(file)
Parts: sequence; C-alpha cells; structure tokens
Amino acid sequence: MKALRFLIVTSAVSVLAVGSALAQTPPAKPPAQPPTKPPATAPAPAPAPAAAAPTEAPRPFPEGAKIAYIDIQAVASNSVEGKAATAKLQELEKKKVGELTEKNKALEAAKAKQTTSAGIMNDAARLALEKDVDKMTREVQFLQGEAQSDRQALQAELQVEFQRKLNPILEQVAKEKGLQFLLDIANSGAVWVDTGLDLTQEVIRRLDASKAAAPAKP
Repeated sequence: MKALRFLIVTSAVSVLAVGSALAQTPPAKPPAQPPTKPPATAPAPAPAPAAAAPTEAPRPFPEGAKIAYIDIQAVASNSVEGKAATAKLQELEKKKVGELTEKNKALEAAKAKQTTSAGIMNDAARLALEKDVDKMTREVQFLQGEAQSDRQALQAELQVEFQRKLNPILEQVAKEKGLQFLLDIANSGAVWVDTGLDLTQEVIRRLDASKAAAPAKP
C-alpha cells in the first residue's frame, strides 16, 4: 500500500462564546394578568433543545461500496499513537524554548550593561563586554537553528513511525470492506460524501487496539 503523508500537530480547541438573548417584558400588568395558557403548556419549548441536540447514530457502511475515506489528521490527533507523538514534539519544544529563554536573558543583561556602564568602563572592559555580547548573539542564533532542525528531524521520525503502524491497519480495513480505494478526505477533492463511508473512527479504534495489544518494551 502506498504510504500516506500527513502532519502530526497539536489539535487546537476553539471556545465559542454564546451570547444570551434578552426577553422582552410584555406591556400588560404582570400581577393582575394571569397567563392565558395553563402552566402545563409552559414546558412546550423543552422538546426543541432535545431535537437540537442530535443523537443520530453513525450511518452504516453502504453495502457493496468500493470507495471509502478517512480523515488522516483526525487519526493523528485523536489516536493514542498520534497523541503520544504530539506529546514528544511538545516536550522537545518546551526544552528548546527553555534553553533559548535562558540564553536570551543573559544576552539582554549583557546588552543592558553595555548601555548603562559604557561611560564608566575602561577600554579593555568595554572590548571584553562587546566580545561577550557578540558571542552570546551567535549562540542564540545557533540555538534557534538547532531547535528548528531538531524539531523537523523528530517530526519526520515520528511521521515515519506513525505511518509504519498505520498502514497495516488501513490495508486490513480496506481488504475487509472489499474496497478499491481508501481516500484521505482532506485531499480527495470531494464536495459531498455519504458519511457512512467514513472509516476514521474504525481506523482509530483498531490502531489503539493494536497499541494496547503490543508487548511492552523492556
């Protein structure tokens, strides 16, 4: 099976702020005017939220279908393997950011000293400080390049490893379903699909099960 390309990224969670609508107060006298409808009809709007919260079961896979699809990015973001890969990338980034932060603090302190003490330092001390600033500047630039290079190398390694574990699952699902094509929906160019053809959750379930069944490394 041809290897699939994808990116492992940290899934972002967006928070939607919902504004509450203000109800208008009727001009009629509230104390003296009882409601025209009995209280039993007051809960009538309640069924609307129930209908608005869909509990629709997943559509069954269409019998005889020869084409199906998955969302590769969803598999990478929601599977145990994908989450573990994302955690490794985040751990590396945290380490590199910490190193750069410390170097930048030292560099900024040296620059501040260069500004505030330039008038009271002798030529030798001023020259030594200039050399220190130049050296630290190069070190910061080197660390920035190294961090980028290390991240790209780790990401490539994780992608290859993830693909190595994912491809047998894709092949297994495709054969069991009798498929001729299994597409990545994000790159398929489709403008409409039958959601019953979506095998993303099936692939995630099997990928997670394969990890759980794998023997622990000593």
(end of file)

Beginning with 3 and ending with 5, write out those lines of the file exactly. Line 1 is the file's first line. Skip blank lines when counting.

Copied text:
Repeated sequence: MKALRFLIVTSAVSVLAVGSALAQTPPAKPPAQPPTKPPATAPAPAPAPAAAAPTEAPRPFPEGAKIAYIDIQAVASNSVEGKAATAKLQELEKKKVGELTEKNKALEAAKAKQTTSAGIMNDAARLALEKDVDKMTREVQFLQGEAQSDRQALQAELQVEFQRKLNPILEQVAKEKGLQFLLDIANSGAVWVDTGLDLTQEVIRRLDASKAAAPAKP
C-alpha cells in the first residue's frame, strides 16, 4: 500500500462564546394578568433543545461500496499513537524554548550593561563586554537553528513511525470492506460524501487496539 503523508500537530480547541438573548417584558400588568395558557403548556419549548441536540447514530457502511475515506489528521490527533507523538514534539519544544529563554536573558543583561556602564568602563572592559555580547548573539542564533532542525528531524521520525503502524491497519480495513480505494478526505477533492463511508473512527479504534495489544518494551 502506498504510504500516506500527513502532519502530526497539536489539535487546537476553539471556545465559542454564546451570547444570551434578552426577553422582552410584555406591556400588560404582570400581577393582575394571569397567563392565558395553563402552566402545563409552559414546558412546550423543552422538546426543541432535545431535537437540537442530535443523537443520530453513525450511518452504516453502504453495502457493496468500493470507495471509502478517512480523515488522516483526525487519526493523528485523536489516536493514542498520534497523541503520544504530539506529546514528544511538545516536550522537545518546551526544552528548546527553555534553553533559548535562558540564553536570551543573559544576552539582554549583557546588552543592558553595555548601555548603562559604557561611560564608566575602561577600554579593555568595554572590548571584553562587546566580545561577550557578540558571542552570546551567535549562540542564540545557533540555538534557534538547532531547535528548528531538531524539531523537523523528530517530526519526520515520528511521521515515519506513525505511518509504519498505520498502514497495516488501513490495508486490513480496506481488504475487509472489499474496497478499491481508501481516500484521505482532506485531499480527495470531494464536495459531498455519504458519511457512512467514513472509516476514521474504525481506523482509530483498531490502531489503539493494536497499541494496547503490543508487548511492552523492556
């Protein structure tokens, strides 16, 4: 099976702020005017939220279908393997950011000293400080390049490893379903699909099960 390309990224969670609508107060006298409808009809709007919260079961896979699809990015973001890969990338980034932060603090302190003490330092001390600033500047630039290079190398390694574990699952699902094509929906160019053809959750379930069944490394 041809290897699939994808990116492992940290899934972002967006928070939607919902504004509450203000109800208008009727001009009629509230104390003296009882409601025209009995209280039993007051809960009538309640069924609307129930209908608005869909509990629709997943559509069954269409019998005889020869084409199906998955969302590769969803598999990478929601599977145990994908989450573990994302955690490794985040751990590396945290380490590199910490190193750069410390170097930048030292560099900024040296620059501040260069500004505030330039008038009271002798030529030798001023020259030594200039050399220190130049050296630290190069070190910061080197660390920035190294961090980028290390991240790209780790990401490539994780992608290859993830693909190595994912491809047998894709092949297994495709054969069991009798498929001729299994597409990545994000790159398929489709403008409409039958959601019953979506095998993303099936692939995630099997990928997670394969990890759980794998023997622990000593």